A last-ditch push to get a public option into the healthcare reform bill appeared to stall Thursday, as the No. 2 Senate Democrat, Dick Durbin of Illinois, said he'd tell colleagues to vote against an amendment to graft the public plan in using the budget reconciliation process.
Durbin was one of the 41 Democrats who had signed a petition calling for reconciliation to do just that, and the progressive activists behind the effort blasted him. "We need to make clear that strategy would be a major betrayal and signal to voters in an election year that Democratic politicians cannot be trusted to keep their word," an e-mail to supporters of the Progressive Change Campaign Committee said.
The public option, of course, was public enemy No. 1 for Republicans last year. The GOP falsely blasted the healthcare reform bill as "a government takeover of the healthcare system," claiming any public insurance plan would inexorably lead to long waits, medicine shortages, crappy care -- in short, Canada, or at least Canada as portrayed in Republican propaganda. (As opposed to the real Canada, where a poll last fall found most Canadians are perfectly happy with their medical system and think it's "far superior" to what we're stuck with in the U.S.)
But it's worth remembering that the public option -- even the relatively limited one that was in the House-passed version of healthcare reform, which would have allowed providers to negotiate with the government-run insurance plan, rather than tying reimbursement rates to what Medicare pays -- was a compromise to begin with. What most progressives wanted all along, of course, was a government takeover of healthcare -- a single-payer system, with a public provider mostly taking the place of the private insurance companies that are now fighting tooth and nail against even this relatively mild reform bill. Given the angst the bill has caused, and the rabidity with which the GOP has proclaimed it to be a government power grab, might Democrats be wishing they'd gone for the real thing instead, and actually pushed some kind of single-payer plan all along?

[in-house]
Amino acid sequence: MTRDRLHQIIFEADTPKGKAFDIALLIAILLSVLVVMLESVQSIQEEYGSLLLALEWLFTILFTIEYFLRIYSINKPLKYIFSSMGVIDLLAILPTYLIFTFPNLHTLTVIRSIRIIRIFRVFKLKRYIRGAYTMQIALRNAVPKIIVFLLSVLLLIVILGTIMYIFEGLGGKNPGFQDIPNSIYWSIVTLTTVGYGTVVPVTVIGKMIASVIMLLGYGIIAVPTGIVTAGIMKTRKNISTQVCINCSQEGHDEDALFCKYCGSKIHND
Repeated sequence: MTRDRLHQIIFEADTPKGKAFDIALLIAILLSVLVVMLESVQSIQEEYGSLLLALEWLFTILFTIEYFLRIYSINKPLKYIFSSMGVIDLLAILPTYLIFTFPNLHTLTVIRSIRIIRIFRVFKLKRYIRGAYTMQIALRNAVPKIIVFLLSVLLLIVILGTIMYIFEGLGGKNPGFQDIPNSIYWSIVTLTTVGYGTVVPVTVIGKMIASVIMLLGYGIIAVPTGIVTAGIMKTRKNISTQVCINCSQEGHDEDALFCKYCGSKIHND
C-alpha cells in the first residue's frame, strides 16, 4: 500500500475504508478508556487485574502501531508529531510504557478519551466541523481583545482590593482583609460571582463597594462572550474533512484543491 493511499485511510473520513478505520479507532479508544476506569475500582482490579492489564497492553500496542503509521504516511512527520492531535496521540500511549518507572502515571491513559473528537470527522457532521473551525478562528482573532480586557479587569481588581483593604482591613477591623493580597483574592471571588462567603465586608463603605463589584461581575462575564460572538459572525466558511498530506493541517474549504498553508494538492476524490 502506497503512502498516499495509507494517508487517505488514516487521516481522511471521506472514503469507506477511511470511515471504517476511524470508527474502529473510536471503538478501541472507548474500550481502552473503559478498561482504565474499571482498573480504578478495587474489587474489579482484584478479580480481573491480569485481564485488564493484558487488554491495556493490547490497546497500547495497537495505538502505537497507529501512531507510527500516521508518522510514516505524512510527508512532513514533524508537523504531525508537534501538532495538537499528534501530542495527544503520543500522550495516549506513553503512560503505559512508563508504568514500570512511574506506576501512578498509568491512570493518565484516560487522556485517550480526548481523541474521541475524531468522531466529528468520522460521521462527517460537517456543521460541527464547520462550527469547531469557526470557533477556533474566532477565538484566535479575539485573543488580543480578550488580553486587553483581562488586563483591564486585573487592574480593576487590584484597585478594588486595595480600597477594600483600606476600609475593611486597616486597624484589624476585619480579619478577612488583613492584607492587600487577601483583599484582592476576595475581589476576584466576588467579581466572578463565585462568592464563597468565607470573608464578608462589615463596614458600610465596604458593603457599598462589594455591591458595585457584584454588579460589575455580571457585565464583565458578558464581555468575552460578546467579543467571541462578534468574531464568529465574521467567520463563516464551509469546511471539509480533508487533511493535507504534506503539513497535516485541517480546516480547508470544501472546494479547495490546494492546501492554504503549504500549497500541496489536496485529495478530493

There's a certain political logic to the idea. Medicare, after all, is incredibly popular; one way the GOP has fought the reform bill is by scaring seniors that if the government fixes healthcare for everyone else, their own socialized medicine gravy train will come to an end. For that matter, so is the public option, which polls show voters like more than the reform proposals Congress has actually passed. And if you're going to get attacked for letting government take over healthcare, why not actually get some of the policy benefits of universal socialized medicine in the process? Call it Medicare for All, as proponents urged the public option be renamed, and charge full steam ahead.
Like so much else about the healthcare debate, it comes down to math. "I would say that in the Senate, there are at most 10 votes for a single-payer plan," Sen. Bernie Sanders, I-Vt., a self-described democratic socialist, who isn't shy about his own preference for that kind of solution, told Salon this week. "In the House, I have no idea but it's a small minority ... It's absurd to say, 'Mr. President, go forward and make your bill single-payer,' when you've got 10 percent of the Congress supporting you."
There are any number of explanations for why there aren't any votes for a single-payer plan; the massive campaign contributions and lobbying expenditures by the insurance industry and other big healthcare players surely didn't help the cause. But as the public option looks like it may, once and for all, be ruled out of the bill, it's worth remembering that even the Democrats in Congress are a change-averse bunch when it comes to healthcare. (After all, it was Democrats, not Republicans, who insisted on knocking the public option out of the Senate bill.) The writing was on the wall for the public plan for a while, even though it did make it out of the House; President Obama told key progressive lawmakers last week that the votes just weren't there, but even before that, the White House was being so blasé about the idea that it was hard to see the administration fighting for it. Sanders will introduce an amendment for the public option in the Senate, but if Durbin is going to whip Democrats to vote against it in the name of smoothing the reconciliation bill's passage, it's likely to be defeated.
Still, rather than taking that as a sign that the healthcare reform bill is fatally flawed, it's possible to see the failure of single-payer or a public option as a reminder of how difficult passing any reforms was going to be. It may be obvious to progressives that a single-payer plan would be better than the bill Congress is contemplating, but the bill Congress is contemplating -- with its reforms of the insurance industry and its expansion of coverage -- is still better than the status quo. That might be about the best anyone can hope for at this point.